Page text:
2016: PhD in Philosophy, Center for Thomistic Studies, University of St. Thomas, TX Dissertation: “Alasdair MacIntyre’s Flourishing Human Being and Small-Scale Political Communities”
2011: M.A. in Philosophy, Center for Thomistic Studies, University of St. Thomas, Houston, TX
2009: B.A. in Philosophy, Benedictine College, Atchison, KS
Major: Philosophy, Minor: Classics
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Dr. John Macias, a native of Wichita, KS, earned his PhD in Philosophy in 2016 from the Center for Thomistic Studies at the University of St. Thomas in Houston, TX, where he received a strong background in the philosophy of St. Thomas Aquinas and the Catholic intellectual tradition. His doctoral dissertation focused on the political philosophy of Alasdair MacIntyre, and it was entitled, "Alasdair MacIntyre's Flourishing Human Being and Small-Scale Political Communities." Prior to coming to St. Patrick's, Dr. Macias served as Residence Life Scholar at University of Mary in Bismarck, ND, where he held appointments in Philosophy, Catholic Studies, and Residence Life. This experience has provided Dr. Macias with a true appreciation for the task of forming the whole of a human person. He is incredibly excited to take this background and use it to assist in the formation of young men into good and holy priests.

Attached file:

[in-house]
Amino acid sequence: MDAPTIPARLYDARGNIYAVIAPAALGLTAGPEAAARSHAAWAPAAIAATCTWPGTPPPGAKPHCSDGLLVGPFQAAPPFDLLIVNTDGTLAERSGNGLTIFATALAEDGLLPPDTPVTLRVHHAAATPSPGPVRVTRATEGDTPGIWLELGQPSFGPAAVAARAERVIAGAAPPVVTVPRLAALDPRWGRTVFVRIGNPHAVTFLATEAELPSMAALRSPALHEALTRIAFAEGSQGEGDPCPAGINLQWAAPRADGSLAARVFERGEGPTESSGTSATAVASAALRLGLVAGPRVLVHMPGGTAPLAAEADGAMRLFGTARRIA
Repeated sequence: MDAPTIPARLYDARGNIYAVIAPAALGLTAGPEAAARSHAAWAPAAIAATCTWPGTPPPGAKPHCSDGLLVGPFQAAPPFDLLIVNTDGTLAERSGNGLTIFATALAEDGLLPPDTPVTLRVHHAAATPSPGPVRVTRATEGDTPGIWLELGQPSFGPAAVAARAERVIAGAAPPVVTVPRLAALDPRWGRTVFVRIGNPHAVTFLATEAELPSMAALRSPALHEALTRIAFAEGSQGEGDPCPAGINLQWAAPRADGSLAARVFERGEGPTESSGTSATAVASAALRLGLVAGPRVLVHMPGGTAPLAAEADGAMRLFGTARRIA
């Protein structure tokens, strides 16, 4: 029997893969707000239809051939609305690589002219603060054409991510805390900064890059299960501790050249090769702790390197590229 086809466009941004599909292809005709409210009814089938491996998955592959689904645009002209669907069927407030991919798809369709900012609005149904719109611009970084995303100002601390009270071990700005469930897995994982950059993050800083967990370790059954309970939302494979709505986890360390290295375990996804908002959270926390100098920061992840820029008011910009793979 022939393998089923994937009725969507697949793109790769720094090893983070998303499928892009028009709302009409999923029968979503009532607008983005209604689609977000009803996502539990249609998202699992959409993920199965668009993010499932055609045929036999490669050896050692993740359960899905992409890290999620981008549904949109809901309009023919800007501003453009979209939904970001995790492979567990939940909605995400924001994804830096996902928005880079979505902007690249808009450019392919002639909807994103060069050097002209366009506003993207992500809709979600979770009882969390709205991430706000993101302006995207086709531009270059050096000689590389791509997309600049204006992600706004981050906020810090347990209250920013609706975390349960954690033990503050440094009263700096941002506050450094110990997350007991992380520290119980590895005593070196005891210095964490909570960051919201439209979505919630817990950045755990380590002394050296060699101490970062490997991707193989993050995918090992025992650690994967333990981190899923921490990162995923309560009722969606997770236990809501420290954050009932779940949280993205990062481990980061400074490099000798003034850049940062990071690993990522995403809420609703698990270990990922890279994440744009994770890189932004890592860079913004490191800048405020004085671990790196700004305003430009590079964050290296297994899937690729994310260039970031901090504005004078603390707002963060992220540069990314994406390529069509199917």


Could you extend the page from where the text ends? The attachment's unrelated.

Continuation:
“A Common Ground in Nature: A Point of Contact between St. Thomas Aquinas and Karl Marx,” To What End? Narratives, Institutions, and Practices. De Nicola Center for Ethics and Culture, University of Notre Dame, July 25-27, 2019.
“What Rights? Whose Rationality?” Comment on Joshua Schulz, “Is Purely Practical Agreement Possible?” American Catholic Philosophical Association 2018 Annual Conference. San Diego, CA, November 8-11.
“The Liberal Arts amidst Contemporary Social Structures,” Leisure & Labor Conference, St. Gregory’s University, Shawnee, OK, March 20-21, 2017.
“John Finnis and Alasdair MacIntyre on our Knowledge of the Precepts of Natural Law,” Res Philosophicavol.93, no.1, January 2016, pp.103-123.
“John Finnis and the Political Community,” in News from the Raven: Essays from Sam Houston State University on Medieval and Renaissance Thought (Boston: Cambridge Scholars Publishing, 2014), 249-61.
“What’s a Goat-Stag?: Aristotle on Definitions and Non-Existent Kinds” Purlieu: A Philosophical Journal 1 (2012): 97-112.